Using the same process, make the DC power adapter harness. The FH012AA only has two output pins on the DC power side, one for positive and one for negative. The kit I bought came with these already marked with a red and green sticker. You will notice the center pin in the black connector is missing. This pin is not used, which is why you have one extra contract in your kit. In the diagram below I have tried to clarify this with pin descriptions.
Since the factory RC-51 regulator has two wires for positive and two wires for ground we are going to have to splice them together when crimping down the contacts. You will also notice there is a smaller black wire going into the factory reg/rec. This wire is a switched 12V sense used by the factory regulator to adjust output voltage. The FH012AA regulator does this internally so this wire can simply be capped and left unconnected. The DC adapter harness is going to looks like this:
Install the yellow environmental seal into the middle unused pin. Twist both green, and both red/white wires together and install the environmental seals. Leave the black wire unconnected as shown below:
At this time I re-installed the flexible clear plastic boot that came with the factory regulator over the beige connector. I also slid a piece of heat shrink over the wires that will be used to secure the disconnected black wire.
Crimp the contacts as in the first harness. This time I chose to solder the contacts to the wires AFTER crimping. The after part is crucial. I have seen people solder wires together and then crimp the wires. This is a big no no as the solder eventually gets "crushed" in the crimp and then you have a poor connection which arcs and sparks and catches on fire and makes for a pretty bad day. I chose to solder these contacts because we are putting two wires in a contact really meant for one wire. This is fine as long as we make sure it is connected properly. This is why we solder just to make sure the wires are making an excellent connection and wont come out of the crimp.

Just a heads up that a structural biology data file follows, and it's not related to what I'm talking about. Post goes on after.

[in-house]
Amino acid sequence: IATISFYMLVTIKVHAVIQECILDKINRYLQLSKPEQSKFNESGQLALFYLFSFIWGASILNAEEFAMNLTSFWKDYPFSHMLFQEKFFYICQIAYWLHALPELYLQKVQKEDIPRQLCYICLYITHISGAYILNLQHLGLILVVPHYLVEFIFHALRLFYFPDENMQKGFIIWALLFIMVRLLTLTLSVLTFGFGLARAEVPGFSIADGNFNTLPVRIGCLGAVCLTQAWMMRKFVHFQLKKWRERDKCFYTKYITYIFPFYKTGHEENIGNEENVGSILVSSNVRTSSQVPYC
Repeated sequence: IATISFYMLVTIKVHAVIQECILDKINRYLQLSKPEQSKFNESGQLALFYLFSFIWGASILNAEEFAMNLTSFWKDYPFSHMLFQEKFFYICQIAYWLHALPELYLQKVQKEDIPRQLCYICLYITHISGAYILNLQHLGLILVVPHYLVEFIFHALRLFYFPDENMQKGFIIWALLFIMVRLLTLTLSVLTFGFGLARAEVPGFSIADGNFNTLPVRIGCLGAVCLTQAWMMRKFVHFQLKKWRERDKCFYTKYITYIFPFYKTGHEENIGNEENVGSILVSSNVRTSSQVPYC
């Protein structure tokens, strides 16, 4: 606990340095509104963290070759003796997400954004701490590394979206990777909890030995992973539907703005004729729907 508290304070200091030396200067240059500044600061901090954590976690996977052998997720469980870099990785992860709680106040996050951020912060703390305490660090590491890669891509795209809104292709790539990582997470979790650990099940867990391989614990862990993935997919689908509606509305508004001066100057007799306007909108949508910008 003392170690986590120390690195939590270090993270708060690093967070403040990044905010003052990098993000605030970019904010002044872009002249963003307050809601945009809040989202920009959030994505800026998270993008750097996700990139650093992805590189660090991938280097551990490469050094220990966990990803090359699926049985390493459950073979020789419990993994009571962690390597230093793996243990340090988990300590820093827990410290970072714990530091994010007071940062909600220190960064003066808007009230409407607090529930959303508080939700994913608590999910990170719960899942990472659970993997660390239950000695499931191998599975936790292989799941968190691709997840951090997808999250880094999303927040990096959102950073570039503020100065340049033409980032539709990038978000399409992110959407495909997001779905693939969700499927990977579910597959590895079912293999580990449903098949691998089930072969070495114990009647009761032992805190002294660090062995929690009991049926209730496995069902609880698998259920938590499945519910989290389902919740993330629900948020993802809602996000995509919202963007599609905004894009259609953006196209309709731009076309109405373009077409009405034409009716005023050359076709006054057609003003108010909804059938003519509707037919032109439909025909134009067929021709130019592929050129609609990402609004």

So now install the contacts into the black FH012AA connector. Make sure to observe polarity! If you accidentally installed the contacts incorrectly, it's easy enough to take the contacts back out. There is a small clip you can see looking into the connector. Push this down with a small flat head and remove the contact. Next, Slide the environmental seals into the connector and secure the black wire with the heat shrink. I didn't take any pictures of my finished harness (sorry!) however you can see it in the last picture with the regulator installed in my bike.
Hokay so.... you need a bracket to mount your new regulator. Now is the time to get creative. This is how I did it: I had a thin sheet of aluminum laying around that I used to make a bracket out of. You can usually get pieces of aluminum like this anywhere. Home depot, metal fabricators might even give you a piece of scrap for free that will work great. I had a piece thin enough I could cut it with tin snips. This seems too thin, however once bolted to the bike, it is extremely structurally sound. I put some bends in the bracket so the regulator was slightly offset from the sub frame. This makes bolting everything up much easier because you can get to the nuts. Here is the bracket:
I had to dig through a stock pile of fasteners I have to bolt everything up. If you don't have a stock pile; Ace Hardware is a good source, Home Depot, many places will have the 4 bolts and 2 nuts you need. Here is the bracket installed:
All that's left now is to bolt everything up and connect the harnesses:
Enjoy your new charging system!